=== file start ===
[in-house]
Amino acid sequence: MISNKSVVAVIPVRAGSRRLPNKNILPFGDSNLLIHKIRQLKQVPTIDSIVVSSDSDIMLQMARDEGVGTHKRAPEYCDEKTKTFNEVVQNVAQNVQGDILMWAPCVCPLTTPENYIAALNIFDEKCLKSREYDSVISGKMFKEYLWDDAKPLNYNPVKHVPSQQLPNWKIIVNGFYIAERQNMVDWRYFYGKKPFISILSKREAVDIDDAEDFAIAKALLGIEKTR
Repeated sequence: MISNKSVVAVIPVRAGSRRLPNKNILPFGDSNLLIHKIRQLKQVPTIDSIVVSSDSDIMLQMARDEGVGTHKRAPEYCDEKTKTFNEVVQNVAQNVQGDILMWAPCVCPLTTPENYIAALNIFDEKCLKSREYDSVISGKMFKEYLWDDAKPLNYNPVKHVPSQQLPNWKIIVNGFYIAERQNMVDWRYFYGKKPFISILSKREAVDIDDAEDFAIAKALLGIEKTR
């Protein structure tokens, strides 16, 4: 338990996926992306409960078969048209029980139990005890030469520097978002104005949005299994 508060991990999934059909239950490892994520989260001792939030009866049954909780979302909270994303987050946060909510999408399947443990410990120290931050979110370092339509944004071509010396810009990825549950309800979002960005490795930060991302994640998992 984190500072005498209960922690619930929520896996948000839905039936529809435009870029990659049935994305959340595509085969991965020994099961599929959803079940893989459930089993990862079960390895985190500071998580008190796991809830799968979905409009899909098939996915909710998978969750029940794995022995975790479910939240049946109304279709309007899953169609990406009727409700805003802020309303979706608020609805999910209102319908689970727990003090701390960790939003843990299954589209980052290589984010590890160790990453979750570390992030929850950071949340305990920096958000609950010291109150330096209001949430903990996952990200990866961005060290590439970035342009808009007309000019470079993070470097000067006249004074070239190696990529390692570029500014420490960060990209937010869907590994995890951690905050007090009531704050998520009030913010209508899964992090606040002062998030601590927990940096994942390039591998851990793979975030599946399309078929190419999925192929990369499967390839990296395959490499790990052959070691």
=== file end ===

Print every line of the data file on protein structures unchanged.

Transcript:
[in-house]
Amino acid sequence: MISNKSVVAVIPVRAGSRRLPNKNILPFGDSNLLIHKIRQLKQVPTIDSIVVSSDSDIMLQMARDEGVGTHKRAPEYCDEKTKTFNEVVQNVAQNVQGDILMWAPCVCPLTTPENYIAALNIFDEKCLKSREYDSVISGKMFKEYLWDDAKPLNYNPVKHVPSQQLPNWKIIVNGFYIAERQNMVDWRYFYGKKPFISILSKREAVDIDDAEDFAIAKALLGIEKTR
Repeated sequence: MISNKSVVAVIPVRAGSRRLPNKNILPFGDSNLLIHKIRQLKQVPTIDSIVVSSDSDIMLQMARDEGVGTHKRAPEYCDEKTKTFNEVVQNVAQNVQGDILMWAPCVCPLTTPENYIAALNIFDEKCLKSREYDSVISGKMFKEYLWDDAKPLNYNPVKHVPSQQLPNWKIIVNGFYIAERQNMVDWRYFYGKKPFISILSKREAVDIDDAEDFAIAKALLGIEKTR
């Protein structure tokens, strides 16, 4: 338990996926992306409960078969048209029980139990005890030469520097978002104005949005299994 508060991990999934059909239950490892994520989260001792939030009866049954909780979302909270994303987050946060909510999408399947443990410990120290931050979110370092339509944004071509010396810009990825549950309800979002960005490795930060991302994640998992 984190500072005498209960922690619930929520896996948000839905039936529809435009870029990659049935994305959340595509085969991965020994099961599929959803079940893989459930089993990862079960390895985190500071998580008190796991809830799968979905409009899909098939996915909710998978969750029940794995022995975790479910939240049946109304279709309007899953169609990406009727409700805003802020309303979706608020609805999910209102319908689970727990003090701390960790939003843990299954589209980052290589984010590890160790990453979750570390992030929850950071949340305990920096958000609950010291109150330096209001949430903990996952990200990866961005060290590439970035342009808009007309000019470079993070470097000067006249004074070239190696990529390692570029500014420490960060990209937010869907590994995890951690905050007090009531704050998520009030913010209508899964992090606040002062998030601590927990940096994942390039591998851990793979975030599946399309078929190419999925192929990369499967390839990296395959490499790990052959070691």